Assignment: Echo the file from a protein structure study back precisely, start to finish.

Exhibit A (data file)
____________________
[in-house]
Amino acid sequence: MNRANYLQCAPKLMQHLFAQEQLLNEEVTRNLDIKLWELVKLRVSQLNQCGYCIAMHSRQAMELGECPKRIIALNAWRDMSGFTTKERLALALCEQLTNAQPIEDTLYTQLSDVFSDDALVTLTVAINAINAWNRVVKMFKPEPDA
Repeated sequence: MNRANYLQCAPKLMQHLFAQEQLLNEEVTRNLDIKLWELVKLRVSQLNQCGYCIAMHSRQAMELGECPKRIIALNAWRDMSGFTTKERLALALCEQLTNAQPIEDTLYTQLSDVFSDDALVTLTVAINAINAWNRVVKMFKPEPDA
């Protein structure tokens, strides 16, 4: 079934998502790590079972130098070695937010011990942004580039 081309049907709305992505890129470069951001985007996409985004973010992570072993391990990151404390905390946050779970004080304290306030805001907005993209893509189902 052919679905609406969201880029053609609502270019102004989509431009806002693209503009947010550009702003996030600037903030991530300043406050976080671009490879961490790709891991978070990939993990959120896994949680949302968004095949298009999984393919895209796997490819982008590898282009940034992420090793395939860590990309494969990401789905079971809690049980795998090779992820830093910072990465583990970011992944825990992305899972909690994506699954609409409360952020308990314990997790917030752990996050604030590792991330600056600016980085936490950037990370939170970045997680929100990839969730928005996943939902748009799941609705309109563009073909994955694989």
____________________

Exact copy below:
[in-house]
Amino acid sequence: MNRANYLQCAPKLMQHLFAQEQLLNEEVTRNLDIKLWELVKLRVSQLNQCGYCIAMHSRQAMELGECPKRIIALNAWRDMSGFTTKERLALALCEQLTNAQPIEDTLYTQLSDVFSDDALVTLTVAINAINAWNRVVKMFKPEPDA
Repeated sequence: MNRANYLQCAPKLMQHLFAQEQLLNEEVTRNLDIKLWELVKLRVSQLNQCGYCIAMHSRQAMELGECPKRIIALNAWRDMSGFTTKERLALALCEQLTNAQPIEDTLYTQLSDVFSDDALVTLTVAINAINAWNRVVKMFKPEPDA
């Protein structure tokens, strides 16, 4: 079934998502790590079972130098070695937010011990942004580039 081309049907709305992505890129470069951001985007996409985004973010992570072993391990990151404390905390946050779970004080304290306030805001907005993209893509189902 052919679905609406969201880029053609609502270019102004989509431009806002693209503009947010550009702003996030600037903030991530300043406050976080671009490879961490790709891991978070990939993990959120896994949680949302968004095949298009999984393919895209796997490819982008590898282009940034992420090793395939860590990309494969990401789905079971809690049980795998090779992820830093910072990465583990970011992944825990992305899972909690994506699954609409409360952020308990314990997790917030752990996050604030590792991330600056600016980085936490950037990370939170970045997680929100990839969730928005996943939902748009799941609705309109563009073909994955694989």